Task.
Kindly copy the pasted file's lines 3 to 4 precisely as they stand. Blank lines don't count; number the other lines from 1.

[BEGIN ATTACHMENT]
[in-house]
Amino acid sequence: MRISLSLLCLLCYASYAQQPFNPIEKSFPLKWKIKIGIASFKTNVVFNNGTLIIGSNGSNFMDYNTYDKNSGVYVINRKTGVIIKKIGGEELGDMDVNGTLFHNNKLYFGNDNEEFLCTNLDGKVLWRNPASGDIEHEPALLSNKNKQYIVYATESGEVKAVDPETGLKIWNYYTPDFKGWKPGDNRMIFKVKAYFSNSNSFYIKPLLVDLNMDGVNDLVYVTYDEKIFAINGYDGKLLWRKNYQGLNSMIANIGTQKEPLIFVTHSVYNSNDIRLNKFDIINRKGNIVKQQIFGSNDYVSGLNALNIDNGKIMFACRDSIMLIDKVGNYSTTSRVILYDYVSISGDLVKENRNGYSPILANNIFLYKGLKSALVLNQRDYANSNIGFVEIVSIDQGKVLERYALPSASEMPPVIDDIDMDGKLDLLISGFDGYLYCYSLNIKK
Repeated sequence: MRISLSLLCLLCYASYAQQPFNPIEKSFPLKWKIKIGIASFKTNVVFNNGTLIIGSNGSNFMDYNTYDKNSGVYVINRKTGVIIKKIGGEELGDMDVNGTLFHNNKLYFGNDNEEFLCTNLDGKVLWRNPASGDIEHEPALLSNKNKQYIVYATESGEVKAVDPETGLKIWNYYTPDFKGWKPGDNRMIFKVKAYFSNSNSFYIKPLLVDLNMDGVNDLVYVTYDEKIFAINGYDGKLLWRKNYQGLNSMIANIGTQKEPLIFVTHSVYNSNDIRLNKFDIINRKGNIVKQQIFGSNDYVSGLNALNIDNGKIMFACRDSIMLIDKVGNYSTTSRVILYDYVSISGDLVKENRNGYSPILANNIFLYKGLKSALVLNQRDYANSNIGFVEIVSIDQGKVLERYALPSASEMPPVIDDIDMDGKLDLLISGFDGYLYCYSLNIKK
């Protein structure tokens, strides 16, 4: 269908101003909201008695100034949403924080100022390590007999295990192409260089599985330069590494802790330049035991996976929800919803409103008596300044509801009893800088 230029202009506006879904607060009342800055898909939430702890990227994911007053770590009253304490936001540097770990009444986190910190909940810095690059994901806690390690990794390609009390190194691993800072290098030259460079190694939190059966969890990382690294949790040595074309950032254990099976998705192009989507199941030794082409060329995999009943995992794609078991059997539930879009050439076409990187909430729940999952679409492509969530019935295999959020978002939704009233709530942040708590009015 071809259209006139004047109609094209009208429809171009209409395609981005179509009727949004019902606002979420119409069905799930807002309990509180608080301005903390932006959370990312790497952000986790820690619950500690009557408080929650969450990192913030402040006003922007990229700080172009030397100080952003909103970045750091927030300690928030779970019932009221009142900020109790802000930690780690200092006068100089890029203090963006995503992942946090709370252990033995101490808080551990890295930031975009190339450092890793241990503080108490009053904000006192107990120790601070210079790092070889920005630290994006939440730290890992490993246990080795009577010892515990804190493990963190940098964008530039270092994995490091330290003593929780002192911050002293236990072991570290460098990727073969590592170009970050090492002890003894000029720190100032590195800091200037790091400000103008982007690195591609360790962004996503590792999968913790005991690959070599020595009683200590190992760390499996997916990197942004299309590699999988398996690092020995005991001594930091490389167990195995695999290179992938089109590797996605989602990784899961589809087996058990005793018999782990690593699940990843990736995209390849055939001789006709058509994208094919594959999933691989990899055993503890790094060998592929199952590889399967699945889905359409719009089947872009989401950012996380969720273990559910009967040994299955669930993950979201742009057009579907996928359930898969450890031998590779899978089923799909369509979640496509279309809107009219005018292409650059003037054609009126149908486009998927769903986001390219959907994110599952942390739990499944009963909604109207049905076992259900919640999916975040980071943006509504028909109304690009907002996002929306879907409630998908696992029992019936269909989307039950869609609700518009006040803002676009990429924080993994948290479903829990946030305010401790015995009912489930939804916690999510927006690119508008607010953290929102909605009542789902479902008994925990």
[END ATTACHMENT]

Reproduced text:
Repeated sequence: MRISLSLLCLLCYASYAQQPFNPIEKSFPLKWKIKIGIASFKTNVVFNNGTLIIGSNGSNFMDYNTYDKNSGVYVINRKTGVIIKKIGGEELGDMDVNGTLFHNNKLYFGNDNEEFLCTNLDGKVLWRNPASGDIEHEPALLSNKNKQYIVYATESGEVKAVDPETGLKIWNYYTPDFKGWKPGDNRMIFKVKAYFSNSNSFYIKPLLVDLNMDGVNDLVYVTYDEKIFAINGYDGKLLWRKNYQGLNSMIANIGTQKEPLIFVTHSVYNSNDIRLNKFDIINRKGNIVKQQIFGSNDYVSGLNALNIDNGKIMFACRDSIMLIDKVGNYSTTSRVILYDYVSISGDLVKENRNGYSPILANNIFLYKGLKSALVLNQRDYANSNIGFVEIVSIDQGKVLERYALPSASEMPPVIDDIDMDGKLDLLISGFDGYLYCYSLNIKK
């Protein structure tokens, strides 16, 4: 269908101003909201008695100034949403924080100022390590007999295990192409260089599985330069590494802790330049035991996976929800919803409103008596300044509801009893800088 230029202009506006879904607060009342800055898909939430702890990227994911007053770590009253304490936001540097770990009444986190910190909940810095690059994901806690390690990794390609009390190194691993800072290098030259460079190694939190059966969890990382690294949790040595074309950032254990099976998705192009989507199941030794082409060329995999009943995992794609078991059997539930879009050439076409990187909430729940999952679409492509969530019935295999959020978002939704009233709530942040708590009015 071809259209006139004047109609094209009208429809171009209409395609981005179509009727949004019902606002979420119409069905799930807002309990509180608080301005903390932006959370990312790497952000986790820690619950500690009557408080929650969450990192913030402040006003922007990229700080172009030397100080952003909103970045750091927030300690928030779970019932009221009142900020109790802000930690780690200092006068100089890029203090963006995503992942946090709370252990033995101490808080551990890295930031975009190339450092890793241990503080108490009053904000006192107990120790601070210079790092070889920005630290994006939440730290890992490993246990080795009577010892515990804190493990963190940098964008530039270092994995490091330290003593929780002192911050002293236990072991570290460098990727073969590592170009970050090492002890003894000029720190100032590195800091200037790091400000103008982007690195591609360790962004996503590792999968913790005991690959070599020595009683200590190992760390499996997916990197942004299309590699999988398996690092020995005991001594930091490389167990195995695999290179992938089109590797996605989602990784899961589809087996058990005793018999782990690593699940990843990736995209390849055939001789006709058509994208094919594959999933691989990899055993503890790094060998592929199952590889399967699945889905359409719009089947872009989401950012996380969720273990559910009967040994299955669930993950979201742009057009579907996928359930898969450890031998590779899978089923799909369509979640496509279309809107009219005018292409650059003037054609009126149908486009998927769903986001390219959907994110599952942390739990499944009963909604109207049905076992259900919640999916975040980071943006509504028909109304690009907002996002929306879907409630998908696992029992019936269909989307039950869609609700518009006040803002676009990429924080993994948290479903829990946030305010401790015995009912489930939804916690999510927006690119508008607010953290929102909605009542789902479902008994925990």